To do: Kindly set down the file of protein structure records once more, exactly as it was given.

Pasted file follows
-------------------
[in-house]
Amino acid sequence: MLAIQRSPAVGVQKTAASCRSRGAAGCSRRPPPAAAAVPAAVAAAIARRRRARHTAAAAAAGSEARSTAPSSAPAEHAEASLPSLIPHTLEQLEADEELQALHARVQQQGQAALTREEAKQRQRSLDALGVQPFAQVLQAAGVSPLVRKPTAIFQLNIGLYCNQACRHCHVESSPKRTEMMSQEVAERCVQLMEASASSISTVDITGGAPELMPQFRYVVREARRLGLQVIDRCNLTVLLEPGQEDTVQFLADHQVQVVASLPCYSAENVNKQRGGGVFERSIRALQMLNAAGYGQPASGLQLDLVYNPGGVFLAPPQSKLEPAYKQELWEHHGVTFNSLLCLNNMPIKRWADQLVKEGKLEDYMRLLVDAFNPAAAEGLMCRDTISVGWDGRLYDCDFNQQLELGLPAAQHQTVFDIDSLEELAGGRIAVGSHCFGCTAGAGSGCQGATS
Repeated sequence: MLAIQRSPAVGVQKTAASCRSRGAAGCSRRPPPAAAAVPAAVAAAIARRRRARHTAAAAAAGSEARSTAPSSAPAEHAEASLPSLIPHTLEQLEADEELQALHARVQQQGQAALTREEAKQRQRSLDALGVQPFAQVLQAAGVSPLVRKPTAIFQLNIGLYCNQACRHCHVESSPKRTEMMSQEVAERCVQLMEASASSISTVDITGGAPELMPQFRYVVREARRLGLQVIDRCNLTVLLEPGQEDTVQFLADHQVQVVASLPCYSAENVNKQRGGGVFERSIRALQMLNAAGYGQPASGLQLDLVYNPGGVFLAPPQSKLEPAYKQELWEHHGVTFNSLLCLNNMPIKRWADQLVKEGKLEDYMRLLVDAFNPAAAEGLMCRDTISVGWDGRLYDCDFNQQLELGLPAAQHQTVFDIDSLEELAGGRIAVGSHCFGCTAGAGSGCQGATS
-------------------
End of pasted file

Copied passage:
[in-house]
Amino acid sequence: MLAIQRSPAVGVQKTAASCRSRGAAGCSRRPPPAAAAVPAAVAAAIARRRRARHTAAAAAAGSEARSTAPSSAPAEHAEASLPSLIPHTLEQLEADEELQALHARVQQQGQAALTREEAKQRQRSLDALGVQPFAQVLQAAGVSPLVRKPTAIFQLNIGLYCNQACRHCHVESSPKRTEMMSQEVAERCVQLMEASASSISTVDITGGAPELMPQFRYVVREARRLGLQVIDRCNLTVLLEPGQEDTVQFLADHQVQVVASLPCYSAENVNKQRGGGVFERSIRALQMLNAAGYGQPASGLQLDLVYNPGGVFLAPPQSKLEPAYKQELWEHHGVTFNSLLCLNNMPIKRWADQLVKEGKLEDYMRLLVDAFNPAAAEGLMCRDTISVGWDGRLYDCDFNQQLELGLPAAQHQTVFDIDSLEELAGGRIAVGSHCFGCTAGAGSGCQGATS
Repeated sequence: MLAIQRSPAVGVQKTAASCRSRGAAGCSRRPPPAAAAVPAAVAAAIARRRRARHTAAAAAAGSEARSTAPSSAPAEHAEASLPSLIPHTLEQLEADEELQALHARVQQQGQAALTREEAKQRQRSLDALGVQPFAQVLQAAGVSPLVRKPTAIFQLNIGLYCNQACRHCHVESSPKRTEMMSQEVAERCVQLMEASASSISTVDITGGAPELMPQFRYVVREARRLGLQVIDRCNLTVLLEPGQEDTVQFLADHQVQVVASLPCYSAENVNKQRGGGVFERSIRALQMLNAAGYGQPASGLQLDLVYNPGGVFLAPPQSKLEPAYKQELWEHHGVTFNSLLCLNNMPIKRWADQLVKEGKLEDYMRLLVDAFNPAAAEGLMCRDTISVGWDGRLYDCDFNQQLELGLPAAQHQTVFDIDSLEELAGGRIAVGSHCFGCTAGAGSGCQGATS